Imagine you woke up to discover a massive cyber attack on your country. All government data has been destroyed, taking out healthcare records, birth certificates, social care records and so much more. The transport system isn’t working, traffic lights are blank, immigration is in chaos and all tax records have disappeared. The internet has been reduced to an error message and daily life as you know it has halted.
This might sound fanciful but don’t be so sure. When countries declare war on one another in future, this sort of disaster might be the opportunity the enemy is looking for. The internet has brought us many great things but it has made us more vulnerable. Protecting against such futuristic violence is one of the key challenges of the 21st century.
Strategists know that the most fragile part of internet infrastructure is the energy supply. The starting point in serious cyber warfare may well be to trip the power stations which power the data centres involved with the core routing elements of the network.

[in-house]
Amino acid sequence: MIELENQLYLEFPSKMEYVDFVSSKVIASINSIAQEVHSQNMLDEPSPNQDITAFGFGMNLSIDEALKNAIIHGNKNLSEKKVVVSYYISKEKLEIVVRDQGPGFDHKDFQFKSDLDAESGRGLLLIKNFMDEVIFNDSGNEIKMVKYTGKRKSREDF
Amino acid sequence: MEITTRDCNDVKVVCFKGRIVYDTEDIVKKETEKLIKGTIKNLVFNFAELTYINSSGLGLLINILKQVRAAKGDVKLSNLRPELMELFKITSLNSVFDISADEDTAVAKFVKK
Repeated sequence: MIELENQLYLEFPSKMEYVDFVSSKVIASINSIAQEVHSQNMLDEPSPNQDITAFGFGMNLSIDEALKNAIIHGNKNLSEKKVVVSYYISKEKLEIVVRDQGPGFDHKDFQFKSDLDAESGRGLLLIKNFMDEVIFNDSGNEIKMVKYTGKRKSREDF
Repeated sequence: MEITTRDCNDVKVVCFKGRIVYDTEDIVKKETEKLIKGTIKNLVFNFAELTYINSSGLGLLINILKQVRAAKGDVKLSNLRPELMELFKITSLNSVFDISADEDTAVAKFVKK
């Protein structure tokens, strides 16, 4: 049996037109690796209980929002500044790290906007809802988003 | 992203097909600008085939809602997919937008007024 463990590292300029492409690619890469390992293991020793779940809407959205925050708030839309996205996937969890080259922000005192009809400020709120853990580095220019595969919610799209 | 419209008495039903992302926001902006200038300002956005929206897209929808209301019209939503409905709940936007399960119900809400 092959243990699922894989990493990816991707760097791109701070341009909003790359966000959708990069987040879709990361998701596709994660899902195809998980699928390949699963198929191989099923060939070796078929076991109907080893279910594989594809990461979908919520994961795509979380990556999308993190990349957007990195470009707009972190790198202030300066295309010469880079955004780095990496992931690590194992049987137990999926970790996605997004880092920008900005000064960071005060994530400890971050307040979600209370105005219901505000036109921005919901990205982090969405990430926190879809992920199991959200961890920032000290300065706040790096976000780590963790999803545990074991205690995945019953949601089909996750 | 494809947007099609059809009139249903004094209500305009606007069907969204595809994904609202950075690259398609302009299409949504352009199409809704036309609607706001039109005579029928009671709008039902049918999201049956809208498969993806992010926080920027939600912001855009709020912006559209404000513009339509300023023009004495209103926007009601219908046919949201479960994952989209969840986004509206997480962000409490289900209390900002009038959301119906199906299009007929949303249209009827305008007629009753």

Back-up generators and uninterruptible power supplies might offer protection, but they don’t always work and can potentially be hacked. In any case, backup power is usually designed to shut off after a few hours. That is enough time to correct a normal fault, but cyber attacks might require backup for days or even weeks.
William Cohen, the former US secretary of defence, recently predicted such a major outage would cause large-scale economic damage and civil unrest throughout a country. In a war situation, this could be enough to bring about defeat. Janet Napolitano, a former secretary at the US Department of Homeland Security, believes the American system is not well enough protected to avoid this.